When Church Becomes State


When you’re in the Peace
Corps, you expect culture shock. But it’s generally not supposed to come from
your countrymen. Among many foreign experiences I had in Honduras a decade ago,
interpreting for a brigade of fundamentalist Christian doctors was perhaps the
most disturbing.

They set up their operations
in our dance hall, triage at the entrance and stations of doctors inside. They
brought enough free medicine to put Pfizer on notice and dispensed it
generously to the hordes who had walked up to four hours seeking a few moments
of attention to make up for a lifetime without medical care. This, of course,
seemed a right and noble thing.

But then I noticed that, in
addition to the expected diagnostic questions, the Spanish-speakers manning
triage kept asking “Es Ud. evangelico o catolico?” Tragically, only the first
answer got you into the queue. While I quickly rushed out to let my neighbors
know that they were all evangelicals for the day, I was horrified that these
good samaritans deemed this an acceptable way to ration their aid. Here was
public assistance with strings attached; 
a foreshadowing of when church becomes state. This may have happened far
away in a “banana republic”, but our Banana Republicans seem determined to bring
this home to stay.

Weeks ago, readers of this
site were rightly fuming when Congress threw another $50 million down the
abstinence-only wishing well. Right-wing intentions to police sexuality by
restricting abortion, blocking access to birth control and opposing marriage
equality are well known. Equally clear are their desires to eviscerate social
assistance, visible through efforts to block a public option for health care,
privatize education by making public schools undesirable and cut assistance to
people in need.

Much ink has been spilled and
many explanations offered for why the right seems determined to demand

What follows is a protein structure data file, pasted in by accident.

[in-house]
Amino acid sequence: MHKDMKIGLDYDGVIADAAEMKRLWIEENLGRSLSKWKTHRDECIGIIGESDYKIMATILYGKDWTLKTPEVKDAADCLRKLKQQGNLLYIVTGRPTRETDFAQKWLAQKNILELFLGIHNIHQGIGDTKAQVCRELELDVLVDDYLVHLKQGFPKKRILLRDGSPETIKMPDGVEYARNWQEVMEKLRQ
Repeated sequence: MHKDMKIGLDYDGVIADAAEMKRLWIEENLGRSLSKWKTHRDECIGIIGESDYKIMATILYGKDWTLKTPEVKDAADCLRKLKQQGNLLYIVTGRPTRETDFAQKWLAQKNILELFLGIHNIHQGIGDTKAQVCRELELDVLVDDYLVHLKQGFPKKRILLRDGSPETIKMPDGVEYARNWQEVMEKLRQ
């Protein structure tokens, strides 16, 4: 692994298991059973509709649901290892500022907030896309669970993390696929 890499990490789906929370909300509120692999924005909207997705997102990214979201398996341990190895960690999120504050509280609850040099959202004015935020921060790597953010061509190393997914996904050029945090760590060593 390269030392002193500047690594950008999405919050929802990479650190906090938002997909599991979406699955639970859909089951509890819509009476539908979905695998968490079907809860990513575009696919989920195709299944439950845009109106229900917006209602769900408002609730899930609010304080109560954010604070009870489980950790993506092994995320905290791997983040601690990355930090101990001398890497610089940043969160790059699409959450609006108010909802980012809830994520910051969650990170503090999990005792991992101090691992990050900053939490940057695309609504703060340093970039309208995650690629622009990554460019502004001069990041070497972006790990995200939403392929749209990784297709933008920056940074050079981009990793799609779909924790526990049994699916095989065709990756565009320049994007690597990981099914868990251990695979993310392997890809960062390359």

government interference in matters of sexuality and so eager to block
government involvement in matters of welfare. They care a lot about who we’re
sleeping with but it’s on us to afford buying a bed.

This seeming contradiction has
been characterized, effectively in my view, as stemming from beliefs about the
very nature of the relationship between citizen and state.  It is a relationship that can be and
indeed is often likened to that of a parent and child. If you believe that the
parental (read: governmental) role is to enforce a worldview of adherence to
authority, individualism and self-reliance, these inconsistencies — and let’s
face it the corresponding ones we hold dear on the left — make a bit more
sense.

But what if, while true, this
explanation is just part of the tale?

What seem like two
contradictory missions, one for government intrusion and the other against
government involvement may actually prove one coherent and effective strategy.
By eliminating (or at least drastically crippling) government assistance,
proponents of conservative ideology force the public to turn to the most likely
remaining source of aid: the church. Houses of worship have always been an
incredible haven for those in dire need — but now in too many communities they
are the only refuge.

Current conditions,
especially as state governments are ripping more seams in our threadbare social